This situation is putting patient lives at risk, the Australasian College for Emergency Medicine (ACEM) says, and has called for immediate action to improve the flow of patients into and through hospitals. 

The call follows the release today of figures by the Bureau of Health Information which showed more than 720,000 patients presented to a NSW public hospital emergency department – 9.4% higher than the same quarter last year. 

ACEM NSW Faculty Chair Dr Chris Trethewy said: “We agree with the data which showed that our members experienced a busy winter season, treating patients presenting with the flu, however this was the case last year and we would safely predict it would be the case next year, too. 

“Importantly, the increase in emergency department activity has not been matched with an increase in staff or resources which meets this growing demand for care. 

“Without adequately addressing the underlying problems of access block, overcrowding and acute care bed shortages across NSW, we will not fix the current situation, and patients will remain at risk.” 

A snapshot of emergency departments [link to PDF "2017–2 Access Block Point Prevalence Survey Summary"] across the country earlier this year found 106 patients from 31 hospitals were classified as having a dangerously long emergency department waiting time of more than 24 hours, with the worst performing hospital having nine such cases. Eight hospitals reported patients who had been in the emergency department for more than 48 hours and five reported patients staying more than 60 hours. 

According to the survey, at any one time in a typical emergency department in NSW, more than six people are waiting more than eight hours for a hospital bed. 

The College’s Annual Scientific Meeting, held in Sydney last month, heard from experts and prominent emergency doctors about solutions to help to improve patient care and reduce the current pressure on emergency departments.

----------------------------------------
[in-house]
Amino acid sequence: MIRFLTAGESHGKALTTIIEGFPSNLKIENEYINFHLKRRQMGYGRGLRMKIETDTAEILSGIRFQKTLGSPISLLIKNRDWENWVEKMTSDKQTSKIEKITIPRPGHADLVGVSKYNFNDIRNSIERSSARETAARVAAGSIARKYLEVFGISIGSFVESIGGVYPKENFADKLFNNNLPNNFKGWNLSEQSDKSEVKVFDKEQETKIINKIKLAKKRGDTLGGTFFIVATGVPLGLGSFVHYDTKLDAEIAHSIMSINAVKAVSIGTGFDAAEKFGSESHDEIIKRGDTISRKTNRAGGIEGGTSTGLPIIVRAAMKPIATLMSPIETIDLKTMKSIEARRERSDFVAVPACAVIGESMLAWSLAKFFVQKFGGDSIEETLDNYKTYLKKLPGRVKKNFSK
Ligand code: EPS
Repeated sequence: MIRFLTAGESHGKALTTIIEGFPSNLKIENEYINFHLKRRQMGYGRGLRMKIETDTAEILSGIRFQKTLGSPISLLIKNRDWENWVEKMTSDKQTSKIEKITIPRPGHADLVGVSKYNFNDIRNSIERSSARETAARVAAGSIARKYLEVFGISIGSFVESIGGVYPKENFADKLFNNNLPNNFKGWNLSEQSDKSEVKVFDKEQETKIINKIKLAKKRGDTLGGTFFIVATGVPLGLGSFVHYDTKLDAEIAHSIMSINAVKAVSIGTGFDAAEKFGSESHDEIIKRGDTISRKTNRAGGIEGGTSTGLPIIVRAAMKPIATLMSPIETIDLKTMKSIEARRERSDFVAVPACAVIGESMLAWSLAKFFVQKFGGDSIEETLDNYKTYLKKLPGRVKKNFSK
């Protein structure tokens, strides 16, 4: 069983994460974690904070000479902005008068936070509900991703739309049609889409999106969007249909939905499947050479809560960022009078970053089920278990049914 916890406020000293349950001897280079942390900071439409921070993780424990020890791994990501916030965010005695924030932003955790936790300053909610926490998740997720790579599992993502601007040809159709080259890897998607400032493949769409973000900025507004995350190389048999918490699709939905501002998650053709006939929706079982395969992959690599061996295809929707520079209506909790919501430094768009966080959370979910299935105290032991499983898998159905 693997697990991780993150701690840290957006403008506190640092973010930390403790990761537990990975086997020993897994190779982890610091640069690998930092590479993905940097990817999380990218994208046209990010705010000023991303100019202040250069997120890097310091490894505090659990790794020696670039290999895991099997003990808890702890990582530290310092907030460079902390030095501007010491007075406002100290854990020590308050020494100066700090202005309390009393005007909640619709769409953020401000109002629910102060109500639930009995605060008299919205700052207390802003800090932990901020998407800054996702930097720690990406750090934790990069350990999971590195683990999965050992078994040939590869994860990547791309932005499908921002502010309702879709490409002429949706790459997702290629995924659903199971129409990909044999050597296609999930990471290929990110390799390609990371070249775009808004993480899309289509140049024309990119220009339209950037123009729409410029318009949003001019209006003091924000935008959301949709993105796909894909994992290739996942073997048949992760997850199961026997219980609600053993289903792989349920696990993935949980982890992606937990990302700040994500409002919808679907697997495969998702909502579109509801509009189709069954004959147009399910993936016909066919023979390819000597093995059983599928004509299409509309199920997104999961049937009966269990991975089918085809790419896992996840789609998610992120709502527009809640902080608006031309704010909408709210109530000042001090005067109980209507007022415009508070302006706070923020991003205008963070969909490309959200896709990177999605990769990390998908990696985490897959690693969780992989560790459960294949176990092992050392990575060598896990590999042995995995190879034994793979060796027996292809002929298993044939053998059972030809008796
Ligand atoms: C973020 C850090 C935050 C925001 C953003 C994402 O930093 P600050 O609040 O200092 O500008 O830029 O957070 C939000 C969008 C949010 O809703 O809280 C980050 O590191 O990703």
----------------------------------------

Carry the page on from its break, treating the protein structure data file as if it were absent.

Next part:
ACEM President Dr Simon Judkins said access block and overcrowding in hospital emergency departments can be reduced through a combination of increased resources, realistic targets and improved hospital management. 

“Emergency doctors care deeply for the health and wellbeing of communities across NSW. Patients that come through the doors of emergency departments deserve the opportunity to experience quality care, in a timely manner and with the greatest chance of positive outcomes,” Dr Judkins said. 

Despite the unprecedented levels of demand, Dr Judkins paid tribute to the resilience and commitment of emergency doctors to do their job. 

“It is a testimony to our members’ ability to work harder, faster and smarter to keep pace, but everyone has their limits. When those limits are breached, which happens every day, it’s the patients who bear the consequences,” Dr Judkins said. 


ACEM has called for the implementation of a number of strategies to improve the flow of patients into and through hospitals. These include hospitals identifying system-wide process solutions that are tailored to their local needs and the realistic setting of targets for whole of hospital performance. 


Andre Khoury
ACEM Public Affairs Manager
03 8679 8813
0498 068 023

[email protected] 

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